The ... is to detach what the book amalgamates, to reduce all that is complex to its elements and to devote a page [or index card] to each" (Otlet 1990tba:149).

The Liquid Library

The real magic ... [is] as each word in each book is cross-linked, clustered, cited, extracted, indexed, analyzed, annotated, remixed, reassembled and woven deeper into the culture than ever before. In the new world of books, every bit informs another; every page reads all the other pages At the same time, once digitized, books can be unraveled into single pages or be reduced further, into snippets of a page. These snippets will be remixed into reordered books and virtual bookshelves. (Kelly 2006stb:2-3)

Gorman's criticism: “The books in great libraries are much more than the sum of their parts.” A snippet of information might be useful from Page 142, but knowledge requires an understanding of Pages 1-141 “or the text was not worth writing and publishing in the first place” (Gorman 2004).

So here we see a concern over the integrity of knowledge (as in not falling apart) and sanctity of the author

Hyperbole and Punditry:

Gorman calls all of this:

a wonderfully modern manifestation of the triumph of hope and boosterism over reality (Gorman 2005:1).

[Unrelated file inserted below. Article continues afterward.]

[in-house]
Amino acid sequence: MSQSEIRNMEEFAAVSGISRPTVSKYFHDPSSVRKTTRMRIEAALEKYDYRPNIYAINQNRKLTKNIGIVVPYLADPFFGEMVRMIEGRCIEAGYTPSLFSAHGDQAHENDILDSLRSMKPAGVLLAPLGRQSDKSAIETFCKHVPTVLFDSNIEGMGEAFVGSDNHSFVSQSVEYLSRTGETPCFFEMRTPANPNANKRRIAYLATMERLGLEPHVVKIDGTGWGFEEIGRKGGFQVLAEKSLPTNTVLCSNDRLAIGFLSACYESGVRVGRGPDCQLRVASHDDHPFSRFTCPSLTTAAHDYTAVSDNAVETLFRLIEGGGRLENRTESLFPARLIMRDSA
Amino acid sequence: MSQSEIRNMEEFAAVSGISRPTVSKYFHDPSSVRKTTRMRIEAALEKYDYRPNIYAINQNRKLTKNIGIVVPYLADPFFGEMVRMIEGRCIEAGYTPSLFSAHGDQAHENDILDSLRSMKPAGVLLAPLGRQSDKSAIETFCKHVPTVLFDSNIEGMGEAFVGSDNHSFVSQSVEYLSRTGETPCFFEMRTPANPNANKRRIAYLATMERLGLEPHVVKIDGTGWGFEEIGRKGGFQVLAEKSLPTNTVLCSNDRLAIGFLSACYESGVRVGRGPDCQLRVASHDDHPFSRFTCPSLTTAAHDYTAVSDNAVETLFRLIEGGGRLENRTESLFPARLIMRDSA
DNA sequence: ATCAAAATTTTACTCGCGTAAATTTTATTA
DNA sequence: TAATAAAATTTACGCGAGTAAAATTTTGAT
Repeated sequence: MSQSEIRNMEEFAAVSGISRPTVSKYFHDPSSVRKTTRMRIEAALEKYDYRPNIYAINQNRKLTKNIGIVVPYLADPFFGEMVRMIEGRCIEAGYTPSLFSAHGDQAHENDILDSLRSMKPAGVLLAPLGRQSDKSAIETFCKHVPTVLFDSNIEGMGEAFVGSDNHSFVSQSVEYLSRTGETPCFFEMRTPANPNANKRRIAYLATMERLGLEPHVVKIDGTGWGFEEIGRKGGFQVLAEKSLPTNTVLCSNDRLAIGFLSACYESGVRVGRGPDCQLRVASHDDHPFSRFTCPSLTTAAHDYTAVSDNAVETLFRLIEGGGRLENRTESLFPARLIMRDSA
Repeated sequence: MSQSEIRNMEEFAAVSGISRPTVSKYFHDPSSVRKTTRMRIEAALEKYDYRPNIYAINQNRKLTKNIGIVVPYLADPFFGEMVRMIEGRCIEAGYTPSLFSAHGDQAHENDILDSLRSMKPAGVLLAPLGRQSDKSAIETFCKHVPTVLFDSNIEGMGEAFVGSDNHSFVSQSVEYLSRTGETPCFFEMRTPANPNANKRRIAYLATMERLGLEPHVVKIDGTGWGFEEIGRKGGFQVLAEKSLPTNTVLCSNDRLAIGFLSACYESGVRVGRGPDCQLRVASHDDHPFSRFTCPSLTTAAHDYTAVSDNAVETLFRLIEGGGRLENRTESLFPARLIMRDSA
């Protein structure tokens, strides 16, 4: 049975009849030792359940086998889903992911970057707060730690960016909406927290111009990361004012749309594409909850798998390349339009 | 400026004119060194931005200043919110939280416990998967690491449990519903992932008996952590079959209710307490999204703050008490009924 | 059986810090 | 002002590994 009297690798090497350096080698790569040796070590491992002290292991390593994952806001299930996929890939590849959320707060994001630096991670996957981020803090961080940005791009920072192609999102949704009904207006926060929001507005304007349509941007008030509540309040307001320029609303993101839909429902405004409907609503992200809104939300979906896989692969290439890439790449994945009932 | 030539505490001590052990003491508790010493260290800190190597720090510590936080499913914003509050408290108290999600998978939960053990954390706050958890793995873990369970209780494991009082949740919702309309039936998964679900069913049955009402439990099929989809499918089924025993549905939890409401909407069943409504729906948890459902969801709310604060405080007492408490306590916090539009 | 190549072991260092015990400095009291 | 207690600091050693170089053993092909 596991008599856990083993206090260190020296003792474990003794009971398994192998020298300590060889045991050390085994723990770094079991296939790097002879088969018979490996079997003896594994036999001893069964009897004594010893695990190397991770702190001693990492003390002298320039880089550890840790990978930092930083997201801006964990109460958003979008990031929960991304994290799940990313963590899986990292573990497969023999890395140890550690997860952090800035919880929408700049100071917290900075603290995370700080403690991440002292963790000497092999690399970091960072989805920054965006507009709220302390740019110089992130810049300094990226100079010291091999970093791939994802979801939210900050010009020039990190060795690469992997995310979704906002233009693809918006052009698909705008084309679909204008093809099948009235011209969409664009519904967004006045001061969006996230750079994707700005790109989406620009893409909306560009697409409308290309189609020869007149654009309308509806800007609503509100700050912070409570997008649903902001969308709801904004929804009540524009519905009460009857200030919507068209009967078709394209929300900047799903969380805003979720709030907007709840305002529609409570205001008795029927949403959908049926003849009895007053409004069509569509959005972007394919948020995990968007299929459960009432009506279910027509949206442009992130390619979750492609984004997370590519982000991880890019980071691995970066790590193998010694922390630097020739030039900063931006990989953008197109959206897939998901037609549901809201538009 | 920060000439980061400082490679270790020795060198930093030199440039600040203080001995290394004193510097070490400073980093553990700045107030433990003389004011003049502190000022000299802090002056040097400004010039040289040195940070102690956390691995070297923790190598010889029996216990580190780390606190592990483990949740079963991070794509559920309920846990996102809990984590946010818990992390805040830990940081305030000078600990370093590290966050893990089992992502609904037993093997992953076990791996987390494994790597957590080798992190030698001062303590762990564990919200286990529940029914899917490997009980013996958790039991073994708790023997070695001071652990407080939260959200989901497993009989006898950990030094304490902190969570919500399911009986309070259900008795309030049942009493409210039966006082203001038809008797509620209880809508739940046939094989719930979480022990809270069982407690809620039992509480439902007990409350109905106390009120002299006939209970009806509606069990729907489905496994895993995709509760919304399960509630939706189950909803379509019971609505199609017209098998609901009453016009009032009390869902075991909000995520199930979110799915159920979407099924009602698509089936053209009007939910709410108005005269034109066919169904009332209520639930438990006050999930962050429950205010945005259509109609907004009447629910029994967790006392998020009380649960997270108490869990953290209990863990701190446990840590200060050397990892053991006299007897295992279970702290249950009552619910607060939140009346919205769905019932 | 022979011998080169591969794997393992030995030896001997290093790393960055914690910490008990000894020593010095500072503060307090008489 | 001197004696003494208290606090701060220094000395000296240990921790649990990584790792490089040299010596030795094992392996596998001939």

Other critics chime in that: Wikipedians are making grand claims, they are apologists for "the collective mediocritization of culture," and the problem is "how it's been elevated to such importance so quickly.”

But most Wikipedia supporters aren't making these claims: rather Wikipedia is amazing for what it is.

Orlowski (2005wfa) writes such sentiments are akin to saying: "Yes it's garbage, but it's delivered so much faster!"

Is this a case of: a glass half empty, half full? A problem of punditry?

Jeremy Wagstaff (2005) notes that comparing something to Wikipedia is “The New Cliche”: "You know something has arrived when it's used to describe a phenomenon. Or what people hope will be a phenomenon."

Generational Differences

Gorman (2007jer) manages to sound like an old man shaking his fist when he complains that:

The fact is that today's young, as do the young in every age, need to learn from those who are older and wiser "

Clay Shirky (2007org) responds:

according to Gorman, the shift to digital and network reproduction of information will fail unless it recapitulates the institutions and habits that have grown up around print.

Scott McLemee (2007:4) more amusingly notes that:

The tone of Gorman's remedial lecture implies that educators now devote the better part of their day to teaching students to shove pencils up their nose while Googling for pornography. I do not believe this to be the case. (It would be bad, of course, if it were.)”

In Closing

What “prevailing attitudes and beliefs” (as Einbinder wrote) can we then discern if it is true that: reference works embody and provoke larger social anxieties

With respect to the theme of technological inspiration I find a concern for the integrity of knowledge, the sanctity of the author, of hype and punditry, and a generational gap insecurity.